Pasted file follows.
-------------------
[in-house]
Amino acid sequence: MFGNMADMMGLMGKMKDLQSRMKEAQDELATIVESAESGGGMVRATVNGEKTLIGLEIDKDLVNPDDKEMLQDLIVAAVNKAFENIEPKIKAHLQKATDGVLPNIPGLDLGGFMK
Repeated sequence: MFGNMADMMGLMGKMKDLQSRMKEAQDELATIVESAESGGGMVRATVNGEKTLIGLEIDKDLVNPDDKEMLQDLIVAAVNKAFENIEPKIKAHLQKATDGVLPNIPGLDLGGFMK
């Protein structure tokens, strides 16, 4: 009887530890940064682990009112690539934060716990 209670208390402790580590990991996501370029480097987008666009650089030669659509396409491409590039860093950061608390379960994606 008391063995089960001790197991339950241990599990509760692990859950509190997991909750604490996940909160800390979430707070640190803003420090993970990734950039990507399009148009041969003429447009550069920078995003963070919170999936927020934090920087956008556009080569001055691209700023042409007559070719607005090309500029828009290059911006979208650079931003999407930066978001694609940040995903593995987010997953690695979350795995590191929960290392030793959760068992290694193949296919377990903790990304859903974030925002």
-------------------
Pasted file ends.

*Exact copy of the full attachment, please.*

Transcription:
[in-house]
Amino acid sequence: MFGNMADMMGLMGKMKDLQSRMKEAQDELATIVESAESGGGMVRATVNGEKTLIGLEIDKDLVNPDDKEMLQDLIVAAVNKAFENIEPKIKAHLQKATDGVLPNIPGLDLGGFMK
Repeated sequence: MFGNMADMMGLMGKMKDLQSRMKEAQDELATIVESAESGGGMVRATVNGEKTLIGLEIDKDLVNPDDKEMLQDLIVAAVNKAFENIEPKIKAHLQKATDGVLPNIPGLDLGGFMK
């Protein structure tokens, strides 16, 4: 009887530890940064682990009112690539934060716990 209670208390402790580590990991996501370029480097987008666009650089030669659509396409491409590039860093950061608390379960994606 008391063995089960001790197991339950241990599990509760692990859950509190997991909750604490996940909160800390979430707070640190803003420090993970990734950039990507399009148009041969003429447009550069920078995003963070919170999936927020934090920087956008556009080569001055691209700023042409007559070719607005090309500029828009290059911006979208650079931003999407930066978001694609940040995903593995987010997953690695979350795995590191929960290392030793959760068992290694193949296919377990903790990304859903974030925002």